Amid their ‘Obamania’, Europeans tend to overlook that on certain issues like trade, a President Obama pressured by a Democrat-led Congress could be a more difficult partner in pushing for a common agenda, Francois Lafond of the German Marshall Fund told EURACTIV in an interview.
Francois Lafond is the director of the Paris office of the German Marshall Fund.
Polls show that if Europeans had a say in the US elections, Obama would easily win against McCain. How do you explain this ‘Obamania’ in Europe?
First, it is his personality. He is a new candidate, a new figure in the political landscape. Having a nice family certainly also helps.
Secondly, and even more important in terms of political content, Obama is quit different from the Bush image that we have got here in Europe, with all the political connotations behind George Bush.
On the one side, you have a Republican candidate who knows Europe very well and is well-known across Europe, but is, however, quite old. His age makes you wonder how a 72-year-old man could become president of such a young nation like the States.
And in the end, McCain is still a Republican. Even if he disagrees with the Bush administration on certain issues, he is still in the same political camp.
On the other side, Obama is quite fresh and also leading a nice campaign. That is probably why the Europeans, if they had to vote, would prefer Obama for the moment.
Italy’s Prime Minister Silvio Berlusconi recently publicly regretted the disappearance of charismatic leaders in Europe, such as Germany’s former Chancellor Gerhard Schröder. Do you agree that Europe, on the national as well as on the EU level, is lagging charismatic personalities? Is this different in America?
Don’t you think this is just Berlusconi’s way of saying that he is the oldest leader among all the newcomers such as Merkel and Sarkozy? This is the Berlusconi way of doing politics. It is his way of saying “I was here ten years ago and I am still here”. So this statement was rather meant for himself than the others.
But it is still difficult to imagine that a European politician could attract masses of people as Obama does.
Sarkozy did. One year ago, he seemed attractive enough to a majority of French citizens. So was the Socialist candidate Segolene Royal at a certain moment, compared to the other Socialist contenders – because she was a lady, she was quite attractive, and she was fresh in the debate. There are a number of politicians in Europe I could see being attractive to citizens.
I would imagine Obama is appealing to Europeans for exactly the same reason. He seems quite interesting because he is black, he is young, he has a nice family, without any dirty stories around him for the moment. And, of course, because he is not Republican. That is already enough to be quite attractive.
Journalists who have already experienced Kennedy and are now following Obama say it is the same. Let’s see what happens in the event that Obama is actually elected President.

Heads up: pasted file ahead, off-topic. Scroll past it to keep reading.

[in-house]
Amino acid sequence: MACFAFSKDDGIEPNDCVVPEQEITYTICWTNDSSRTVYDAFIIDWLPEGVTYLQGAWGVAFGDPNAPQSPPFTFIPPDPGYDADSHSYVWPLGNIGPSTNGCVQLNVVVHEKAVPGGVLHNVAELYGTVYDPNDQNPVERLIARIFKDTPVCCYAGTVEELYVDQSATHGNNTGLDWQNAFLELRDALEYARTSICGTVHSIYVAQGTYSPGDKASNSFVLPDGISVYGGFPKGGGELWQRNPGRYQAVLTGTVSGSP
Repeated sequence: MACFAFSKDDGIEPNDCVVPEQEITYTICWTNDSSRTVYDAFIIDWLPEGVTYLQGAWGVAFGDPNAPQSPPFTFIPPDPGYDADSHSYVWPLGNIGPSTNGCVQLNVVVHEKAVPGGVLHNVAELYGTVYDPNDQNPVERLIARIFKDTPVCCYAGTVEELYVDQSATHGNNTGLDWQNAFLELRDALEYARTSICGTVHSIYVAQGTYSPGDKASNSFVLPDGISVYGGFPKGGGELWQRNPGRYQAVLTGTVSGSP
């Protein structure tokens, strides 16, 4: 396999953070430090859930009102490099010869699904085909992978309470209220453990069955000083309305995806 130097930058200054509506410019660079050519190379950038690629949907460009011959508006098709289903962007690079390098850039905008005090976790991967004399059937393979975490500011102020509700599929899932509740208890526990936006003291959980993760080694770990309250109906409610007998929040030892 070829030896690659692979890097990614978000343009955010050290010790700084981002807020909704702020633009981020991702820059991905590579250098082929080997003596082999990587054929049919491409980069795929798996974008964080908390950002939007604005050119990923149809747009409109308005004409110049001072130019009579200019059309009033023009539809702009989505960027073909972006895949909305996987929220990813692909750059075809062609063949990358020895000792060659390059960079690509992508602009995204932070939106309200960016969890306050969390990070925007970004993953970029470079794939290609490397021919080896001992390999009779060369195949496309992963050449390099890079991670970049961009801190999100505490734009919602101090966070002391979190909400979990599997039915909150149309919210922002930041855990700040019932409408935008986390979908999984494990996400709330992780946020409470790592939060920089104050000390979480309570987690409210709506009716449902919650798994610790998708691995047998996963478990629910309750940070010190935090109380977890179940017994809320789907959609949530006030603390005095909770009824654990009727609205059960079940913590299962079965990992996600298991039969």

What would actually change if Obama gets elected: will it be just a change in style and tone or can we expect changes in substance?
That is difficult to answer for a certain number of reasons. The first one, obviously, is that when you are campaigning, you are saying things that you may have to attenuate later.
If we consider what Obama already said it seems that on a certain number of issues there certainly will be a change, for instance on Iraq or Afghanistan. Obama shows he is willing to have more multilateral relations. That is good, but let us see whether he is able to actually do it. Regarding the future of the transatlantic relationship, both candidates more or less make the same statements.
What you also have to bear in mind is that the European context will also change. There will be elections in Germany next year. The campaign will certainly influence the position of other countries.
The EU itself will also change, with European Parliament elections in June and the arrival of a new Commission in November. The framework is changing.
Can the Europeans hope for more cooperation whoever gets elected? Will the new president show that Europe is the main partner?
What I can say is that we will see a change with either candidate, although the last two or three years the Bush administration has already displayed some change. What could be different is that America might be listening more to what Europe has to say.
At the same time, they will also be asking for a certain number of things. The fact that it is listened to means that Europe should also be able to help the US in a certain number of cases. I am thinking of Afghanistan. Obama has already said he would ask for more troops there. But are the European countries willing to give him more soldiers? I do not know. The political context in Europe has to be considered very carefully.
In Germany, there will be elections and I am not sure whether the coalition government will be able to provide more troops. The same is true for the French President, who has already sent 1,000 additional soldiers this year. Is the French army technically able to provide more soldiers? I am not sure about this.
Berlusconi is already faced with a very tight budget. Under these conditions, it would be very difficult for the government to pledge more troops. In the UK, Prime Minister Brown is faced with an increasingly critical population.